A second aspect that I grow ever more uncomfortable with is the fact how developers are pictured as guys not willing to test, not willing to care for customer needs, not willing to care for quality. A great many developers may fit this description. But another great many developers care for concepts like Continuous Delivery, Lean Startup and DevOps. Both of them are heavily relying on being responsible and accountable for ones quality. Developers show that they are willing to produce stable, high quality code that covers actual customer needs. That they are willing to measure customer acceptance and to act accordingly. That they are willing to ship to production as often as possible. I reckon (a new generation of) developers understand(s) pretty well that they are no longer sitting in the basement coding all day long without ever bothering themselves with any consequences their work might have for the world around them.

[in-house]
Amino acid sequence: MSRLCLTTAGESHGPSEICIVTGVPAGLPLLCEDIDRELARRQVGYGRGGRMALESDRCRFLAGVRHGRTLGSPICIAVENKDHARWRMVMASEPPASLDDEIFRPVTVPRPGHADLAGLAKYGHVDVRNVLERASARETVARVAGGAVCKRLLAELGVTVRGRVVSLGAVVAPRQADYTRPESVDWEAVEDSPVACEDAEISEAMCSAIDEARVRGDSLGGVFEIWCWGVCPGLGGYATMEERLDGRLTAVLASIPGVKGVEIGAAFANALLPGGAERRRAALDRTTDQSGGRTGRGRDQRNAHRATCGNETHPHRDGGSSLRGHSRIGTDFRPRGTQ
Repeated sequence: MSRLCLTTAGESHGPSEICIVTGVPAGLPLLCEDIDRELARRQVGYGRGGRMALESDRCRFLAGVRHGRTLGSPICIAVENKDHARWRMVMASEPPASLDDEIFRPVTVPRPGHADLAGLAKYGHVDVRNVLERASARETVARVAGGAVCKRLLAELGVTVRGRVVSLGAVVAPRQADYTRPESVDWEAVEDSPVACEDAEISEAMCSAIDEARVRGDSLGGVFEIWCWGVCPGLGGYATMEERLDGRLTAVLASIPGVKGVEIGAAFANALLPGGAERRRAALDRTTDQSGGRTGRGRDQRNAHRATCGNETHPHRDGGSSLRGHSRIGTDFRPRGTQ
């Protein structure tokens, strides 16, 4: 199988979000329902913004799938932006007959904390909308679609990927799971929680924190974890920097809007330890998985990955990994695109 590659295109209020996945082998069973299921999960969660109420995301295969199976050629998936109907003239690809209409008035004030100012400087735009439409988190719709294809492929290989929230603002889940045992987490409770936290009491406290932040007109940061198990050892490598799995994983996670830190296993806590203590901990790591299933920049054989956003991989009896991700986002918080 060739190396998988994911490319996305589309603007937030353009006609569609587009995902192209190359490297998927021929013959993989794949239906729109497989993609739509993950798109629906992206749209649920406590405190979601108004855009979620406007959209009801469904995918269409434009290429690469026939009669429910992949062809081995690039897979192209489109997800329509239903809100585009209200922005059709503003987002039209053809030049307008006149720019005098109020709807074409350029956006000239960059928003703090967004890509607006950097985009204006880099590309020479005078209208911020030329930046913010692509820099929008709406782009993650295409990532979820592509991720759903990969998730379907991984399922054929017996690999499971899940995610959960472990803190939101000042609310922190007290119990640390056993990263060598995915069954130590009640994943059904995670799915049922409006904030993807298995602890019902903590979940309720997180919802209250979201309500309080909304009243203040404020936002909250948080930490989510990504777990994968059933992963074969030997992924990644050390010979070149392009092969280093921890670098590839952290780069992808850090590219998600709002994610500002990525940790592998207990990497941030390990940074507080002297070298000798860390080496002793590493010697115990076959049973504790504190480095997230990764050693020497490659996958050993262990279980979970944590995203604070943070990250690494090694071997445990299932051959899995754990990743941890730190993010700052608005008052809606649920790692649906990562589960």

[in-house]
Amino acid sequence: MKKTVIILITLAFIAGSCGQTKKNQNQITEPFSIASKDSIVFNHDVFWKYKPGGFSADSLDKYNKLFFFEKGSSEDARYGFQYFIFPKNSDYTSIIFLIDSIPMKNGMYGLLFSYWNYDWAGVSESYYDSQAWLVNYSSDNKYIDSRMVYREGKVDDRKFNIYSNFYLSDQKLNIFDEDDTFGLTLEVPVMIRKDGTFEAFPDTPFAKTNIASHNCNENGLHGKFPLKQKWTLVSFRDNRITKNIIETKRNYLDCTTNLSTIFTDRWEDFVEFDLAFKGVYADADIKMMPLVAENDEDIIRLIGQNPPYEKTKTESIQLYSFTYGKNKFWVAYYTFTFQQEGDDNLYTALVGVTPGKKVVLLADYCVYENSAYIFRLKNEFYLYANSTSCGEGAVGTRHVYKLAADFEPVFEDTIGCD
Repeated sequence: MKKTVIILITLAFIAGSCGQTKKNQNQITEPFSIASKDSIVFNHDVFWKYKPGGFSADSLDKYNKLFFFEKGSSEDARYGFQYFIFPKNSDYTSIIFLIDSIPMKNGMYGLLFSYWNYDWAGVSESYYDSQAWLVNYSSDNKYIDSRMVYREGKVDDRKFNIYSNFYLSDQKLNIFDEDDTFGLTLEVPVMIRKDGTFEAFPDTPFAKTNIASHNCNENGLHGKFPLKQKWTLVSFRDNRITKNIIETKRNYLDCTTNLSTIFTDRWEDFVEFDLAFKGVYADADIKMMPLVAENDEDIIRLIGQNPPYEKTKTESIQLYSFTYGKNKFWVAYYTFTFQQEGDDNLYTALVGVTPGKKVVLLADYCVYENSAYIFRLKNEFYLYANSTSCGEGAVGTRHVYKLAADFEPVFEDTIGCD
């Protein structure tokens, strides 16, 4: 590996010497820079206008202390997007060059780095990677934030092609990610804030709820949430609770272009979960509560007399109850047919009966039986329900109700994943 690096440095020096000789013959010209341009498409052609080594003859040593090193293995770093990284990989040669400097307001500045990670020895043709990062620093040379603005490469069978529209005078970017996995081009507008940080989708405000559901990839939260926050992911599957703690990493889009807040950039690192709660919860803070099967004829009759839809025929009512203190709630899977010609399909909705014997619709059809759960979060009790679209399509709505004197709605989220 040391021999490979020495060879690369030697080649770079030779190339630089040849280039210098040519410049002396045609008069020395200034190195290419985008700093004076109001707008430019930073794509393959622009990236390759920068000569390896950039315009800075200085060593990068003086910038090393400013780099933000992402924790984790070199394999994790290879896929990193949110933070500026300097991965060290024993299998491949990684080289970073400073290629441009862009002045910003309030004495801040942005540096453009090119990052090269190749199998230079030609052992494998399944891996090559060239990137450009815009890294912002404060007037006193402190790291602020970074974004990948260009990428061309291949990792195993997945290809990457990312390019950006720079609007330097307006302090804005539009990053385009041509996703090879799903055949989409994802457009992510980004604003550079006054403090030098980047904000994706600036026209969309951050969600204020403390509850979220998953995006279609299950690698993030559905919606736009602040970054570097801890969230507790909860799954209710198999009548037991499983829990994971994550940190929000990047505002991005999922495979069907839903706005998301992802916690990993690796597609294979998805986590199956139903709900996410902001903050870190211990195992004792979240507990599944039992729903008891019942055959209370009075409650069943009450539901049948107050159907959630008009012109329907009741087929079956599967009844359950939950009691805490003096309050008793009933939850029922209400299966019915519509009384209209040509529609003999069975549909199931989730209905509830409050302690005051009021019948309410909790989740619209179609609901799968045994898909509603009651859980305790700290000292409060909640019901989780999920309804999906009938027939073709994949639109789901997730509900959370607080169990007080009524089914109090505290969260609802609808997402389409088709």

For quite some time now developers proved to be no good at testing. Whether they are just testing agnostics, arrogant my-code-will-not-break guys or anything you might think they are doesn't count. Testing did not take place in a way and amount that would have been desirable. Because of that QA people had to be hired to clean up the mess they left behind. But no one bothered to tackle the root cause: Improving quality of the code from line one. This would have meant one has to deal wit these strange guys in the basement. So, an opportunity has been missed. The mere existence of a QA department that made up for the mistakes developers made encouraged them to code even more carelessly. There simply has been no need to do otherwise.